“Nude in an Armchair” is part of the Kimbell’s Renoir: The Body, the Senses. Courtesy The Kimbell Art Museum

Let’s be honest: Pierre-Auguste Renoir painted a lot of crap. Over the course of his lengthy career, the most prolific and financially successful of the Impressionists produced thousands of paintings and became much sought after for his gauzy, sun-dappled canvases depicting polite Parisian society. Arguably it was his art more than anyone else’s that transformed Impressionism from a revolutionary artistic movement into a byword for inoffensive, crowd-pleasing exhibits.

The Kimbell aims to rescue the artist from that reputation with its new blockbuster show. By concentrating on the painter’s nudes, Renoir: The Body, the Senses aims to track Renoir’s evolution over decades of work and bring out how he was as much a subversive as his fellow Impressionists, one appreciated by the likes of Matisse and Picasso. If that doesn’t do anything for you, there’s always Renoir’s highly observant treatment of light and color, which changed with the development of his style. More than just a ray of Parisian sunshine as the days grow long, the Kimbell’s show might just make you consider Renoir as something other than the least substantial of his colleagues. It might convince you that he’s a master.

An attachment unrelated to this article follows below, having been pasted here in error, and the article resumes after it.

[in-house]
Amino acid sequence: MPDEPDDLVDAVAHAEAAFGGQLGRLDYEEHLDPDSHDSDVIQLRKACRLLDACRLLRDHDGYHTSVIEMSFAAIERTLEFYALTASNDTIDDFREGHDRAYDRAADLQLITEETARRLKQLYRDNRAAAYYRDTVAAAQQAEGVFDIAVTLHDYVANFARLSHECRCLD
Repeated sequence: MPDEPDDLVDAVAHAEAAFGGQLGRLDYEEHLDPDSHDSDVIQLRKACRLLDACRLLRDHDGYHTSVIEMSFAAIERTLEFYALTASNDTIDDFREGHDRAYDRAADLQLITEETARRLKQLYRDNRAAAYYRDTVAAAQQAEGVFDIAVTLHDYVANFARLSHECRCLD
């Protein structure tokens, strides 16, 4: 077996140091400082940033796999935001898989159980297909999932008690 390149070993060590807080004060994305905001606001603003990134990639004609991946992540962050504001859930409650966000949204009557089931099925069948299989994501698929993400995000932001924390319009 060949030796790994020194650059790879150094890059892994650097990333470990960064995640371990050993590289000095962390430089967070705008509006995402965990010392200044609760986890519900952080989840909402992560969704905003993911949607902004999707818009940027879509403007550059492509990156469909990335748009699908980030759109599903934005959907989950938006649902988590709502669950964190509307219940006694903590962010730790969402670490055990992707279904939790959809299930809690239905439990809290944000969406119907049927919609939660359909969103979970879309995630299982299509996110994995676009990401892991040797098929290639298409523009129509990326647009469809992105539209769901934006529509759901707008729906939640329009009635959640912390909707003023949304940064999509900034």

Renoir: The Body, the Senses runs Sun thru Jan 26 at the Kimbell Art Museum, 3333 Camp Bowie Blvd, FW. Admission is $14-18.

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Call 817-332-8451.